Evaluating the value of IT-security initiatives is difficult because “disconnected” security professionals work to key performance indicators (KPIs) that don’t translate well into business terms, according to a new report that warned the situation is promoting CISO burnout by marginalising security practitioners and making them question their professional value.
Fully 44 percent of the 565 IT decision-makers – from five countries, including Australia and New Zealand – surveyed in the Thycotic-Sapio Research Cyber Security Team’s Guide To Success said they have no clear vision of what other departments in their organisations consider to constitute “success”, with 43 percent saying that overall business goals are not communicated to them.
Security teams’ “everyday focus on responding to immediate threats and incidents leads them to become too disconnected from the business,” the report noted, with just 21 percent of IT decision-makers believing their role or team “consistently meets expectations”.
Budgeting and strategy practices forced IT practitioners to lean heavily on their past achievements when promoting their achievements – with 48 percent promoting past success and ROI.
Some 44 percent lean on improvements in productivity and efficiency measures, while 40 percent promote the value of their initiatives in improving compliance and reducing the risk of fines. And 40 percent argue that their initiatives’ commitment to protecting customer data provides an important differentiator that justifies the expenditure on security.
Some 89 percent their own KPIs to measure their success – yet despite this technical detail and the top-line benefits it supports, many security practitioners are struggling to establish an evidentiary link between their past initiatives and the business benefits they deliver.
Indeed, 45 percent of the respondents said they have no way to know what difference past security initiatives have made to the business. And 52 percent struggle to align their security initiatives and internal KPIs with the business’s overall goals.
“The reactive nature of an IT security professional’s work leaves them constantly looking to past achievements to demonstrate their value – a metric that bears no correlation to the organisation’s current situation or success,” said Thycotic chief security scientist and advisory CISO Joseph Carson.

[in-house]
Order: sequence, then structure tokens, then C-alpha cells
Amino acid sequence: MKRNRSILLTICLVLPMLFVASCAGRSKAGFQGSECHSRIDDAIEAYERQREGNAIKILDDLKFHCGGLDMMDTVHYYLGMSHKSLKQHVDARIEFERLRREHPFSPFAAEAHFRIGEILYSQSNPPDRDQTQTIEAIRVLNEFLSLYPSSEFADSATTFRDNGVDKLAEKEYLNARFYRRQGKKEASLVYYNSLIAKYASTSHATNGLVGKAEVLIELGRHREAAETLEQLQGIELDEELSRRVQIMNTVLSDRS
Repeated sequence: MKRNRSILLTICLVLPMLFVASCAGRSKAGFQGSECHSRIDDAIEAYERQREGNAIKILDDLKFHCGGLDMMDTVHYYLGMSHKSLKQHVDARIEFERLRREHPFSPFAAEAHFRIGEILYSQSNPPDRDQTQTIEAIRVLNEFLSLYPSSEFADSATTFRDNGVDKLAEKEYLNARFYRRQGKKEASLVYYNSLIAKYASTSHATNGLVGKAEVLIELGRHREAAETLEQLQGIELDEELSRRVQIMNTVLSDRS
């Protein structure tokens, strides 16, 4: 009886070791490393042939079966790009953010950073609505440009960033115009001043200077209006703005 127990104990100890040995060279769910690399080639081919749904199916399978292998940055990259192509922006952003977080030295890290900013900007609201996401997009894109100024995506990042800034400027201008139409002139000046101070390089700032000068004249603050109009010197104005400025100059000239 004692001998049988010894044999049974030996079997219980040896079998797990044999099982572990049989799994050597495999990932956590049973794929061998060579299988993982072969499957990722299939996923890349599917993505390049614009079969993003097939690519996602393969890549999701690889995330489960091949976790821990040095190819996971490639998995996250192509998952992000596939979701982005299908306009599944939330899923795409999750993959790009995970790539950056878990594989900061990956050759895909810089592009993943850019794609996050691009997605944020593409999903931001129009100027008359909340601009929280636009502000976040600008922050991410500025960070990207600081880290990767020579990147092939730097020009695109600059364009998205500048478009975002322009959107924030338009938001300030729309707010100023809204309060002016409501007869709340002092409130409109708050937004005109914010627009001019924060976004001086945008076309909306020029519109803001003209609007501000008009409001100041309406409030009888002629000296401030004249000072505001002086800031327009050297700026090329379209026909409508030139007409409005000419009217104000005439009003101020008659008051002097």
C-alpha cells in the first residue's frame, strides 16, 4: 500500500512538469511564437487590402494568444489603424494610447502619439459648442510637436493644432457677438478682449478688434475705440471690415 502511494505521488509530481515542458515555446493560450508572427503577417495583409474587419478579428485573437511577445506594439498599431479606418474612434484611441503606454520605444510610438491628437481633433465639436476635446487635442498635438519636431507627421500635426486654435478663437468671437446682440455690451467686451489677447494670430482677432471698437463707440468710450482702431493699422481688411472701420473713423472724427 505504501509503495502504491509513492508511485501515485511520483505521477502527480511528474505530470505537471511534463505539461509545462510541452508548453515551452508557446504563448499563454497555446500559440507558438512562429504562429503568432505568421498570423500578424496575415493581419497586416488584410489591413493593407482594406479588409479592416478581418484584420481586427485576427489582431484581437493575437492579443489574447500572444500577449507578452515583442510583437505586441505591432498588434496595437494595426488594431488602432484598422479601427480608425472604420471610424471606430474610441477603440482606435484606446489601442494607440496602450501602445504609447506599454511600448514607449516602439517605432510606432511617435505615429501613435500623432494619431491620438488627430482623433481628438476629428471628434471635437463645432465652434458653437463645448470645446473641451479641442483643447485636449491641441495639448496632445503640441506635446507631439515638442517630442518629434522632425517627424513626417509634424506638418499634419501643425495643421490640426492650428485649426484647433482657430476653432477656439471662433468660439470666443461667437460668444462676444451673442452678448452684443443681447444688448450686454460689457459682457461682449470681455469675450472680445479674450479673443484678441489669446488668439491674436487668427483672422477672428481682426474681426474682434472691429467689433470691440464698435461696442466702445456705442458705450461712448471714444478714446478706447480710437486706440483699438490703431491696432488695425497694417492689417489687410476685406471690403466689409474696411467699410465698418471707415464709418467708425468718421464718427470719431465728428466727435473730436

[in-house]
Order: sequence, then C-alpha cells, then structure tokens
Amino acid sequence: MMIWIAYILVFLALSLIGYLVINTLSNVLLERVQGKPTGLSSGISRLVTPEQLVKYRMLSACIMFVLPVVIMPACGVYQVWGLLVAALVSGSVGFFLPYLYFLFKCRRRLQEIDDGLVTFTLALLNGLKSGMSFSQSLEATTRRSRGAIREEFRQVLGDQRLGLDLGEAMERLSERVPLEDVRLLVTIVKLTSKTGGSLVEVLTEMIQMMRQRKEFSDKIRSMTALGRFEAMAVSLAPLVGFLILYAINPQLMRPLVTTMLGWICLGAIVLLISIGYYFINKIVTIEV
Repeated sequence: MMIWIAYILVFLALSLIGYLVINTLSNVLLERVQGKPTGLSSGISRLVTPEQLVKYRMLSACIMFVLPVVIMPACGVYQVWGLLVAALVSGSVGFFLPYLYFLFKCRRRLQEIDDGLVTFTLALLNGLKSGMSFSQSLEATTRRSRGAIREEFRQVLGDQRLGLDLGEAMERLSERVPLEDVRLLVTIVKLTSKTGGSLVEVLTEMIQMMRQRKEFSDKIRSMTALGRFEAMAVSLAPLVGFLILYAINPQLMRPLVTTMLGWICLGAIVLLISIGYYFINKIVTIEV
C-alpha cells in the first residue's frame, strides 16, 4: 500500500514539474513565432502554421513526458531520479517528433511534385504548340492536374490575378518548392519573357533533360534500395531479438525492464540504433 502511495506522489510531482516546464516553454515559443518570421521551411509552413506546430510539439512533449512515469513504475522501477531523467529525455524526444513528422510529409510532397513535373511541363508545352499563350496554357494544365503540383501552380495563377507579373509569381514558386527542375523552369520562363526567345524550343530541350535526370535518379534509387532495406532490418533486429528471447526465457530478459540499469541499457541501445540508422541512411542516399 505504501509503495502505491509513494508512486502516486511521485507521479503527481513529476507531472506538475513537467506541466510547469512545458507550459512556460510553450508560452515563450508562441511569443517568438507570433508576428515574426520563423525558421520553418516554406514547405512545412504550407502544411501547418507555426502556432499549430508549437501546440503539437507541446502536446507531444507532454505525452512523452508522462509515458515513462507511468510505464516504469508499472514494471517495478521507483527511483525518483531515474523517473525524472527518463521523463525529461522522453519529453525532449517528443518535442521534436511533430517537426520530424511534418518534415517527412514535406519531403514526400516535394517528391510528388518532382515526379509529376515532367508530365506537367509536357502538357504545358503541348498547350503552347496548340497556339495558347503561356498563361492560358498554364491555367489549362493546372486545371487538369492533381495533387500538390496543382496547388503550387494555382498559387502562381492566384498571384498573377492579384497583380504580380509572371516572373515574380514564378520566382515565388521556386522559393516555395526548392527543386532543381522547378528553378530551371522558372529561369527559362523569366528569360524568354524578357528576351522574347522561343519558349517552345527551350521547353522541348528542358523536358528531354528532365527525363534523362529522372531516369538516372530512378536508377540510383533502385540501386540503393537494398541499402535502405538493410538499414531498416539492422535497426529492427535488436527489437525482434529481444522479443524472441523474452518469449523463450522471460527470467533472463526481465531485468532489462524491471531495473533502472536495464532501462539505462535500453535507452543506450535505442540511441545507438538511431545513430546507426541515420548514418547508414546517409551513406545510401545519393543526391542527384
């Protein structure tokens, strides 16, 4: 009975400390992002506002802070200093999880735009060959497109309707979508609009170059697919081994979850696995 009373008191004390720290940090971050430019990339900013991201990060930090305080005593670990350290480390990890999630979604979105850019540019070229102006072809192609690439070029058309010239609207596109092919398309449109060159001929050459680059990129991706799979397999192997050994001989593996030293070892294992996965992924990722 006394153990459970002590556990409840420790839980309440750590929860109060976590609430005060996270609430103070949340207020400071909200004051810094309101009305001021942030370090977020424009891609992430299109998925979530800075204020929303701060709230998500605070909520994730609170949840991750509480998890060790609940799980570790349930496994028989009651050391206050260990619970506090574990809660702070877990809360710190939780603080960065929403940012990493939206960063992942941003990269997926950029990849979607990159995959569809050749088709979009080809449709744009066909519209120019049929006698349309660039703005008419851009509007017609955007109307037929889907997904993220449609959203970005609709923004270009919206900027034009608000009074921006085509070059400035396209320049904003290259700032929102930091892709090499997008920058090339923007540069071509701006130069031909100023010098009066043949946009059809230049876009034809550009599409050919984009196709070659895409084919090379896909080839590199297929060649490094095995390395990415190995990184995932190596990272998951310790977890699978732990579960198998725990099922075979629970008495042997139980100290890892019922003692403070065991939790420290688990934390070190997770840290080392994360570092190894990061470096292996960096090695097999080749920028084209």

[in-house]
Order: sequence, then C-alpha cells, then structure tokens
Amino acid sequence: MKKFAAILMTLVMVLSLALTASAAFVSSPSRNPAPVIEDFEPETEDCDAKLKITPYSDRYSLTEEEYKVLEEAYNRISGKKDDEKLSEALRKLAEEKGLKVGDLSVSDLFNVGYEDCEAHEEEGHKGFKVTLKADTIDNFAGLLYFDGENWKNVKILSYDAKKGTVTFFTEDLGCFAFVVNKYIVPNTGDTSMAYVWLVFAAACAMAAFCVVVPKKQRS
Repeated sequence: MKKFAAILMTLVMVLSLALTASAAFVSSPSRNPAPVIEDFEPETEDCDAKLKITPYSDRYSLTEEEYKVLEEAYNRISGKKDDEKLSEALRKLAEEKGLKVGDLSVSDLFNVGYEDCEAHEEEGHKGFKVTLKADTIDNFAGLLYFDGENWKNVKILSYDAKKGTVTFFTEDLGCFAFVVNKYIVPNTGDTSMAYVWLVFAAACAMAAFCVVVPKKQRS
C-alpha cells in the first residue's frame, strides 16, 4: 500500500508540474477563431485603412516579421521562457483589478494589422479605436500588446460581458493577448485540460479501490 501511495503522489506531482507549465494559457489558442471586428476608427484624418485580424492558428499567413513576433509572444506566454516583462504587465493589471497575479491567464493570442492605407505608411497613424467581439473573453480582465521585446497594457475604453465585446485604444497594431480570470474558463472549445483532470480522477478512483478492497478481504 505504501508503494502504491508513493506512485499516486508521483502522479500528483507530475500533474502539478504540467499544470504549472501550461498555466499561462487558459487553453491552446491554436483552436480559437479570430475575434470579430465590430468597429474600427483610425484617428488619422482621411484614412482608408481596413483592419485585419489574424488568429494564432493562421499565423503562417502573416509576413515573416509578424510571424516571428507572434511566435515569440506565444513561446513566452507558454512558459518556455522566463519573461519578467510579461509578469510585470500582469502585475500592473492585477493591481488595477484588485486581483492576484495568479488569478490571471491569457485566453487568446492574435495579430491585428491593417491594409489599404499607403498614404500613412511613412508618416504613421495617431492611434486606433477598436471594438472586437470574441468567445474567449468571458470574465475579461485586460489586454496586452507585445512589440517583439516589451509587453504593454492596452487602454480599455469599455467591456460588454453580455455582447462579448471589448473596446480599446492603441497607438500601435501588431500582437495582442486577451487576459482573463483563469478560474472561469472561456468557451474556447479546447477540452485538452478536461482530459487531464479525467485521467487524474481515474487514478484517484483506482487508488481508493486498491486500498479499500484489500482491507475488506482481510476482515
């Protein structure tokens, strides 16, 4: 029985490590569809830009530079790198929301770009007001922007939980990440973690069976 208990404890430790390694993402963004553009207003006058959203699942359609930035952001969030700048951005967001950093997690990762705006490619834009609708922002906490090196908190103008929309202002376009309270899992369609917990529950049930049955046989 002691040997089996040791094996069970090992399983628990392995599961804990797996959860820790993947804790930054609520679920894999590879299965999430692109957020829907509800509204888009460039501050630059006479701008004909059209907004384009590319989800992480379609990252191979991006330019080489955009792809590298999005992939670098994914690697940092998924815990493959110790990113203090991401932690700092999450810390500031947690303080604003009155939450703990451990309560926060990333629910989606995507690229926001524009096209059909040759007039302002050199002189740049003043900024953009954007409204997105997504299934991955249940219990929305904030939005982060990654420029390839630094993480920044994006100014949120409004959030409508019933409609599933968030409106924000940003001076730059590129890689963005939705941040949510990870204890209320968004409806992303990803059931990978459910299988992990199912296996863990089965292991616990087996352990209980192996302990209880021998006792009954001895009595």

“This disconnect inevitably puts them at disadvantage and leaves them struggling to make a positive impression with the executive board or colleagues in other departments.”
This ongoing struggle was having deleterious effects on the well-being of CISOs, who – like other security practitioners – face real issues with burnout and tenures that are too short to accomplish meaningful change.
Going it alone in a time of growing stress
Fully 42 percent of respondents said the growing number of compliance and regulatory demands had become the most stressful aspect of their jobs, while 45 percent said that burnout and stress from long working hours and business pressure were creating major staff retention issues.
A lack of support from senior leaders was named by 40 percent of respondents as another key retention challenge – supporting the idea that security staff must be actively supported from above to bolster their job satisfaction and retention.
Indeed, asked what ‘success’ looked like to them, Australian respondents were the most likely to name meeting the board’s performance targets as the most important factor – named by 50 percent of respondents and well ahead of the global average of 40 percent.
However, being valued by the company was nearly as important, with 45 percent of respondents saying this sense of value helped them justify the stress of their job.
Creating a companywide cybersecurity program is an invaluable way of fixing these cultural gaps, Carson said.
“Organisations should appoint Cyber Ambassadors who are both technically proficient and skilled communicators to enlist cross-departmental co-operation geared to early warning of any anomalous activity,” he explained.
“This will have the twin benefit of putting IT security on a more proactive footing and reduce the potential impact of security issues on the business.”